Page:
Conditioners are generally indicated before placing Class V glass ionomer restorations. They should not be used before crown cementation or under liners and bases because doing so increases the incidence of postoperative sensitivity by allowing the glass ionomer liquids to penetrate too deeply into the dentin.
RECOMMENDED CEMENTATION TECHNIQUE
This cementation technique has a less than 1.5% incidence of pulpal sensitivity or death when teeth are matched by sensitivity and type as previously discussed.
Step 1. Isolate
the tooth as well as possible using cotton rolls, dry angles, or a rubber dam if possible. Place a dry retraction cord in the sulcus of all restorations with subgingival margins to stop hemorrhage or gingival fluid oozing.
Step 2. Clean
the tooth thoroughly with pure pumice mixed with water. Be sure no saliva, blood or intersulcular fluid contaminates the tooth before cementation.
Step 3.Select the cement
and the correct amount of powder. (This should have been previously calibrated with each new bottle of cement.)
Step 4. Hydrate
the tooth for 2 minutes (with a damp gauze or cotton) before cementation. With sensitive teeth topically apply local anesthetic, which is a saline solution, to the desiccated tooth. Just before cementation dry with a cotton pellet to remove any pooled moisture. The dentin should not look chalky white before cementation.
Step 5. Mix cement
rapidly (ideally within 45 seconds), coat all crown walls with 1 mm of cement and start to seat within 30 seconds after the mix is complete. Slowly (about 10 seconds) press the crown in place allowing excess cement to extrude around all margins. This eliminates the need for a varnish coating at this point. Leave in place until after the initial set. Setting time is temperature dependent. Use a cold glass slab above the dew point if more working time is needed.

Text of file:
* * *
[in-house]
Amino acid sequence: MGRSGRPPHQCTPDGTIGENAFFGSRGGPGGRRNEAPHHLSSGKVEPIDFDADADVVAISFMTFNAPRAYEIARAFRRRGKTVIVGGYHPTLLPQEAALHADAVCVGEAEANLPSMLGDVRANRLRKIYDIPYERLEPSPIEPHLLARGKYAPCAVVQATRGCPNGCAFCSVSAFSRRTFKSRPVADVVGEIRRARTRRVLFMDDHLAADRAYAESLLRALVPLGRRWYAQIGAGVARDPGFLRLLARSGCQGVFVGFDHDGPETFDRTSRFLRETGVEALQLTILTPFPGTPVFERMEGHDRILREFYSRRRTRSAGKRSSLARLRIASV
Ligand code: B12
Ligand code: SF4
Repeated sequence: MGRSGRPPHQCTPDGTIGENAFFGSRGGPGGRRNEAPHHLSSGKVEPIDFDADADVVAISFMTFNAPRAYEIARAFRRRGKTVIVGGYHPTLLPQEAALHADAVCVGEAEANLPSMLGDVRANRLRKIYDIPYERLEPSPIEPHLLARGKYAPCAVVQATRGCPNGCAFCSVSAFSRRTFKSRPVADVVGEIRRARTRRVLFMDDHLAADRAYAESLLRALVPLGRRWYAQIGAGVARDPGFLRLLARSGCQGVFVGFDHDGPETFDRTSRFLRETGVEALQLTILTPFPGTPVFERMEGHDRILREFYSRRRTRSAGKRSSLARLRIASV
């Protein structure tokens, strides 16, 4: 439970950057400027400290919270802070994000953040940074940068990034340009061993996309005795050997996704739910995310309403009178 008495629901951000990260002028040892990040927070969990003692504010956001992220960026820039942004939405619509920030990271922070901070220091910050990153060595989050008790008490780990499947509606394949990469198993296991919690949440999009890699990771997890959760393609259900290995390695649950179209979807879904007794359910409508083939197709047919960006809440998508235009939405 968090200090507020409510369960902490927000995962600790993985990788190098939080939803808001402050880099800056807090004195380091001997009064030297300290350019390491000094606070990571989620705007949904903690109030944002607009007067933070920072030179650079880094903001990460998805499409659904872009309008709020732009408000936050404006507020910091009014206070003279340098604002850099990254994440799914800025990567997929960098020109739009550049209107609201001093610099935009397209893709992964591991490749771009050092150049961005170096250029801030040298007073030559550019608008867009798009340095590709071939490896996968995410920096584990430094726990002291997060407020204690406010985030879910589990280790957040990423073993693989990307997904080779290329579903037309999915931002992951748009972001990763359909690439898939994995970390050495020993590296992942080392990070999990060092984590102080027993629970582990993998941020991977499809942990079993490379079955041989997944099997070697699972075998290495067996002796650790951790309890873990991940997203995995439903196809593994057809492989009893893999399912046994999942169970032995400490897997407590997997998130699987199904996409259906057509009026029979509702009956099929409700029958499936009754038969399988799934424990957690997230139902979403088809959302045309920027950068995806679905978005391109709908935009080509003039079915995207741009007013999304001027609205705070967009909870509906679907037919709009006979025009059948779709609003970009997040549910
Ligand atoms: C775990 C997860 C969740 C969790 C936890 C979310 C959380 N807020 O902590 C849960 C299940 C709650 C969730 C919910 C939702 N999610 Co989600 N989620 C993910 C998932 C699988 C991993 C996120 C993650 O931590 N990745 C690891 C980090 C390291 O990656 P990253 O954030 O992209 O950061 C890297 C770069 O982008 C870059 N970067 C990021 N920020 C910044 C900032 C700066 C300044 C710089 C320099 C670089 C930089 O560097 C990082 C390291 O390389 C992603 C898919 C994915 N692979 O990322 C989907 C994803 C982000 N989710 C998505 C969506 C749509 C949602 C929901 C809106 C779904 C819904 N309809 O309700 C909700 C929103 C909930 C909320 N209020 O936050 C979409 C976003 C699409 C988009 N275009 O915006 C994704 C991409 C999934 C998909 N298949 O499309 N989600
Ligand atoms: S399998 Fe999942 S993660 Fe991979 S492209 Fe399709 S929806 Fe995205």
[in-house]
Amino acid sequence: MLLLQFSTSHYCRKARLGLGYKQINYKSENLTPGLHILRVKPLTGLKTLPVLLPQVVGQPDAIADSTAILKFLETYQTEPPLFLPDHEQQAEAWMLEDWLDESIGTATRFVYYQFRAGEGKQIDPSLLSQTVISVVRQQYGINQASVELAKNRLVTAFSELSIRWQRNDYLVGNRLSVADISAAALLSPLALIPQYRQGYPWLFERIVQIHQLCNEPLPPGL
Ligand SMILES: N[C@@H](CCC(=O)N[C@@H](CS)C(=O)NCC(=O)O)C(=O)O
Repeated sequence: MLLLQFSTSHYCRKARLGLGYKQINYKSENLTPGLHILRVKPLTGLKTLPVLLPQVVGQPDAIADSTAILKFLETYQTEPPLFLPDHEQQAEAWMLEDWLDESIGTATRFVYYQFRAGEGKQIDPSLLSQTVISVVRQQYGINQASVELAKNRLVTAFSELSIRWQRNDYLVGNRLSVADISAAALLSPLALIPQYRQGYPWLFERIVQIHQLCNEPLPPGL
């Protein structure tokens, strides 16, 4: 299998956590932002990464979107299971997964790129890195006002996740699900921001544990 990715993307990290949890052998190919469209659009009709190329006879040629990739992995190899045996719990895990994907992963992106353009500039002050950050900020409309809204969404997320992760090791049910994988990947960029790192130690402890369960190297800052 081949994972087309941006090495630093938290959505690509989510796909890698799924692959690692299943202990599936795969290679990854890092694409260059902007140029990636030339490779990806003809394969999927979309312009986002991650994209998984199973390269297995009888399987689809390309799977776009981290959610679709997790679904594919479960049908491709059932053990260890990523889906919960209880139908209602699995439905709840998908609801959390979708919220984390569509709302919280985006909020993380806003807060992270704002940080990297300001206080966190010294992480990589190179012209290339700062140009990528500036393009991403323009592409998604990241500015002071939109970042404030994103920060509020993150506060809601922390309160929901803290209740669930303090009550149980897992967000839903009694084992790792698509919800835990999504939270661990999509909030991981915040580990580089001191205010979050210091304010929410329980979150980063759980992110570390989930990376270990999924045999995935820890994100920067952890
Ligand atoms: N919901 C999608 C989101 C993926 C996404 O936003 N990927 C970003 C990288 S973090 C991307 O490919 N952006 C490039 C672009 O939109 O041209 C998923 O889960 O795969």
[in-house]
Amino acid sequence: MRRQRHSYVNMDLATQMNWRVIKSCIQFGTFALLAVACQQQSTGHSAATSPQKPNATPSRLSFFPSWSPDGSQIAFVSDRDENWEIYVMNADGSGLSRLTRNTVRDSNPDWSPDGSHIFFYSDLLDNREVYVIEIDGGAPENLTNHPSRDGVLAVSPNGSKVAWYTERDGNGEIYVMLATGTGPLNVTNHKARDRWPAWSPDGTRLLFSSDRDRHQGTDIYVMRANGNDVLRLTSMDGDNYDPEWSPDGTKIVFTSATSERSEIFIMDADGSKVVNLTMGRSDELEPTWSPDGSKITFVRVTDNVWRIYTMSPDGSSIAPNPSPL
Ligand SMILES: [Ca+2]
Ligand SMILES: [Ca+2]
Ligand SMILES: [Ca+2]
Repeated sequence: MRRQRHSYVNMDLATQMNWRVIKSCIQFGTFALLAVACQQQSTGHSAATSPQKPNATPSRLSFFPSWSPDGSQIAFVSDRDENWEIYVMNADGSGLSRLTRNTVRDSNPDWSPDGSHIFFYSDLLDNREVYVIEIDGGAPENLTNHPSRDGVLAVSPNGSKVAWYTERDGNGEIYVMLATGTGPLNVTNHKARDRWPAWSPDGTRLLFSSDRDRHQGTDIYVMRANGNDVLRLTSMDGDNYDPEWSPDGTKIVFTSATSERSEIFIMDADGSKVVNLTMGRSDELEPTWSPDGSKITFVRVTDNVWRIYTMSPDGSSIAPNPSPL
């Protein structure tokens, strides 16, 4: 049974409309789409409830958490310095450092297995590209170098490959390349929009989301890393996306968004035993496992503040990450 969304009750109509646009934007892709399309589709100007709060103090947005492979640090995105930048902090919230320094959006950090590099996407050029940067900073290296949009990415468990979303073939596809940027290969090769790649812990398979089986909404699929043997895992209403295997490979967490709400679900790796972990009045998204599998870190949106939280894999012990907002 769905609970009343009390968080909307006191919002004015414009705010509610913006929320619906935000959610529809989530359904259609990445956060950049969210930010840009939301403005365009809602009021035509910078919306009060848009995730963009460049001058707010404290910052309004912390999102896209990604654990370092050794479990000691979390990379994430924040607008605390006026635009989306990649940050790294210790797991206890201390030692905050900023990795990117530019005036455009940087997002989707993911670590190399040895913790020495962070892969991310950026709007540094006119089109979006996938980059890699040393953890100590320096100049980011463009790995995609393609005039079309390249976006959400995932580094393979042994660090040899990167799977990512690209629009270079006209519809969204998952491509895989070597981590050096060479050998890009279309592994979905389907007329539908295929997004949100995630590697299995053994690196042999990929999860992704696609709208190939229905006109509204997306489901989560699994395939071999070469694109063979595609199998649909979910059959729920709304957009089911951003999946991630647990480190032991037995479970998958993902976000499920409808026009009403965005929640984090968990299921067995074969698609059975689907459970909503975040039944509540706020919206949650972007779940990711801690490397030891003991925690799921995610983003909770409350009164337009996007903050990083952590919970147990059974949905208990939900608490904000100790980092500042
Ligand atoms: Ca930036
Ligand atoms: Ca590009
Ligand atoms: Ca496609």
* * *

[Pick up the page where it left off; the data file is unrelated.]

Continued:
Step 6. Maintain isolation
Keep the cemented crown totally isolated until it reaches its initial set. A damp (not wet) gauze can be placed over the tooth to establish 100% humidity until the cement reaches a more final set, at least 10 minutes. Hardness can be verified with an explorer.
Step 7. Remove excess
cement bead from margins with a sharp instrument. Removing the retraction cord will remove much of the proximal cement.
Step 8. Protect margins
from early cement loss by covering with methyl cellulose varnish. Some clinicians prefer unfilled resin for this.
The following information will help you correctly diagnose tooth sensitivity prior to cementation, and provides a review of proper cementation technique with glass-ionomer cements to avoid the potential for postoperative discomfort.
Classifying Prepared Teeth by Sensitivity
Teeth can be categorized as very sensitive, moderately sensitive, and slightly/not sensitive. The time to determine tooth sensitivity is when the temporary crown is removed from an unanesthetized tooth, just prior to cementation.
Very Sensitive Teeth.
A very sensitive tooth is a tooth that a patient reports as painful when they draw air over the tooth after removal of a temporary. This is often found with full coverage restorations on young patients, or whenever the remaining dentin is very thin.
Moderately Sensitive Teeth.